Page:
North Brunswick, NJ (PRWEB) March 23, 2009
According to a new report sponsored by the Josiah Macy, Jr. Foundation, the United States is in dire need of more physicians. But while U.S. medical schools are working to rectify the problem, the report points out that the issue cannot be solved simply by increasing the number of schools or expanding existing schools.
"What medical education needs to recognize is that it has a fundamental social mission to train future physicians for a rapidly changing healthcare system that seeks different competencies than in the past," says George Thibault, MD, president of the Josiah Macy, Jr. Foundation.
For more than 30 years, Ross University School of Medicine has educated qualified students who show the commitment and determination to submit to the rigors of a medical education with the goal of becoming physicians serving their communities. Nearly two-thirds of Ross graduates--64 percent--choose to pursue careers in primary care.
The report, "Revisiting the Medical School Educational Mission at a Time of Great Expansion," highlights several areas on which the Foundation believes that medical schools should be focusing. Ross University is addressing each of the identified areas by:
Specifically, Ross University's four-semester Foundations of Medicine curriculum provides students with clinical exposure and an opportunity to interact with patients. In addition to traditional teaching practices, students also participate in small-group, problem-based learning sessions focused on clinical issues. Ross University also makes extensive use of human patient simulators throughout its curriculum that are designed to provide students with a safe and supportive learning environment in which to practice life-saving skills. All Ross students also take part in Advanced Introduction to Clinical Medicine (AICM), which provides an opportunity to apply their knowledge in a clinical setting. Upon completion of AICM, students have the necessary foundation to move directly into their clinical rotations at teaching hospitals throughout the United States.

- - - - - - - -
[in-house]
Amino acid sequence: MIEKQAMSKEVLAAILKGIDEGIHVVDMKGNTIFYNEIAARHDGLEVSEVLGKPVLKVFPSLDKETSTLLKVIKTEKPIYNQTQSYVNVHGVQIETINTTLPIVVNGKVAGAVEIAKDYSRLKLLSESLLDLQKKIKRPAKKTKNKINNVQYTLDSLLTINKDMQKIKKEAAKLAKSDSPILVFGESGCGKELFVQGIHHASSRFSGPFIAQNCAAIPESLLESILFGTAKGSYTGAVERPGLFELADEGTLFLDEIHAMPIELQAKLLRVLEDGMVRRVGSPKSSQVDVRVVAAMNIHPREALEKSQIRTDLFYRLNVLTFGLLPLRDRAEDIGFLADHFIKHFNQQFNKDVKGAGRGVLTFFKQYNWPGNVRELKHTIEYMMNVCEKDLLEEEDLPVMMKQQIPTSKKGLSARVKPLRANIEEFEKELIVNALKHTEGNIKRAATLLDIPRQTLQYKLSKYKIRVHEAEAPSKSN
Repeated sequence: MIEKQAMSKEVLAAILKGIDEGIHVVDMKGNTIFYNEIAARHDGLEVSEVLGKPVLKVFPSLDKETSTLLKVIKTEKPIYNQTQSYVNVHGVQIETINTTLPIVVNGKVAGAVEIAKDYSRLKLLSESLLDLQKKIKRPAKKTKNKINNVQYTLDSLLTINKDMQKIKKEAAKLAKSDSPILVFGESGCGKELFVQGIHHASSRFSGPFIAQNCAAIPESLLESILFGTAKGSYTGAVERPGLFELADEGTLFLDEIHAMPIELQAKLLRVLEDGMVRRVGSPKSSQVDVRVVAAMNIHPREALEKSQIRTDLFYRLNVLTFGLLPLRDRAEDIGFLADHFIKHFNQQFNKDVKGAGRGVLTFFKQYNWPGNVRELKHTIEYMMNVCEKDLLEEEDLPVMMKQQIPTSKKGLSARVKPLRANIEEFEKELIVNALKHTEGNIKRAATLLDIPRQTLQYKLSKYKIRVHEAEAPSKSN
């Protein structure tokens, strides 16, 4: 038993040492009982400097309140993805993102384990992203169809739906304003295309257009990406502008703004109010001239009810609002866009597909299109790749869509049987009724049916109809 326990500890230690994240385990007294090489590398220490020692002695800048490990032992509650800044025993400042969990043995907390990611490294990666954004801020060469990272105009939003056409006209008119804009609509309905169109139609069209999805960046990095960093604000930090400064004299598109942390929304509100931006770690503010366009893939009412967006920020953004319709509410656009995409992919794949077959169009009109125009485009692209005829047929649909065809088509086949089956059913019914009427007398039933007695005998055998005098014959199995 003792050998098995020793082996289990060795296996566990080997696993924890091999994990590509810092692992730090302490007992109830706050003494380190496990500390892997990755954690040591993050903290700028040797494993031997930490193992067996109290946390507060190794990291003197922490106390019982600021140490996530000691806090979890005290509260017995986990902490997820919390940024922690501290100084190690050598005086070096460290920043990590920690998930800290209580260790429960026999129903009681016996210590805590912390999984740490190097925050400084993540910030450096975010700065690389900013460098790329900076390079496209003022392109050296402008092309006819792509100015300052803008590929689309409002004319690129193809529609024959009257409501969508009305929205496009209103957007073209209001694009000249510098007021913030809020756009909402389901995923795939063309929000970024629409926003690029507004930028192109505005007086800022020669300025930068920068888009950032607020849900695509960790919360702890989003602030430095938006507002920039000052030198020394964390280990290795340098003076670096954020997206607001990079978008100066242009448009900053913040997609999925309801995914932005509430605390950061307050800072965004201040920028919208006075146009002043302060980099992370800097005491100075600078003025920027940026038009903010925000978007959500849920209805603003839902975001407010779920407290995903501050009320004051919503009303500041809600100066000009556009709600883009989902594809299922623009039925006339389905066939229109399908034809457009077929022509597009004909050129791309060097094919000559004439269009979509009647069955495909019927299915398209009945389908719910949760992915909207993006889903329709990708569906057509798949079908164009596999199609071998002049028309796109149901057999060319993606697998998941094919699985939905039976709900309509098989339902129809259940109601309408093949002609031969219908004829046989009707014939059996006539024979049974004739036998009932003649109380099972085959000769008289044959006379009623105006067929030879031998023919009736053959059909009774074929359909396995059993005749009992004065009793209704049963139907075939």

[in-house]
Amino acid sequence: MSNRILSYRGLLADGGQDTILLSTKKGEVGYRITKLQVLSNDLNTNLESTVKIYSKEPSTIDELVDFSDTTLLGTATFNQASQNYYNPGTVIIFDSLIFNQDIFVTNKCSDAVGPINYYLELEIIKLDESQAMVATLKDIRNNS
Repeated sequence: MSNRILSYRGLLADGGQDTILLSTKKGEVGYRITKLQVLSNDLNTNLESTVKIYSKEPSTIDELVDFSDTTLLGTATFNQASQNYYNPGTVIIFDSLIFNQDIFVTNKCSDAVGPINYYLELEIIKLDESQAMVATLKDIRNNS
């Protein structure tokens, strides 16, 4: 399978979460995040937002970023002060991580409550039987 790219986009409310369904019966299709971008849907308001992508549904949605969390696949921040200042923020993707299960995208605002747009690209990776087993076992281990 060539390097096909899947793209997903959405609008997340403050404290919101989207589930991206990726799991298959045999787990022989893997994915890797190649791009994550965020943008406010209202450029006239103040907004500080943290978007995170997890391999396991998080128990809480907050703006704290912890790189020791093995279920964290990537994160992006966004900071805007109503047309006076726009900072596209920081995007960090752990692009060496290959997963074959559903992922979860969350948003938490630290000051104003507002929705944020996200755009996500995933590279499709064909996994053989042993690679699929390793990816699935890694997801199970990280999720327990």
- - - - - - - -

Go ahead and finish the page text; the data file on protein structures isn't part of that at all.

The report also notes that U.S. medical schools must employ a more "balanced, comprehensive set of admission criteria" and should "develop and utilize more effective methods than those currently employed to enlarge and diversify the pool of applicants for admission."
At Ross, the student body is markedly diverse--under-represented minorities comprise nearly 20 percent of the student body--and although GPA and MCAT results do play a substantial role in the admissions process, Ross also takes into account each student's life experience in order to determine the kind of doctor he or she would ultimately be.
"I am pleased to note that Ross University has already implemented many of the suggestions included in this report. As we go forward, we will remain mindful of areas where we can continue to improve, and will make sure such improvements are incorporated into our curriculum and practices," said Mary Thoesen Coleman, M.D., Ph.D., dean of Ross University School of Medicine.
About Ross University School of Medicine
Ross University, a subsidiary of DeVry Inc.(NYSE), was founded in 1978 and is a provider of medical and veterinary education offering doctor of medicine and doctor of veterinary medicine degree programs. Located in Dominica, West Indies, the School of Medicine places more students into U.S. residencies than any other medical school in the world and has clinical education centers in Miami, FL, Saginaw, MI, and Freeport, Grand Bahama. The School of Veterinary Medicine is located in St. Kitts.
Ross University's administrative offices are located in North Brunswick, NJ. For more information about Ross University, visit http://www.RossU.edu or call 732.509.4600.
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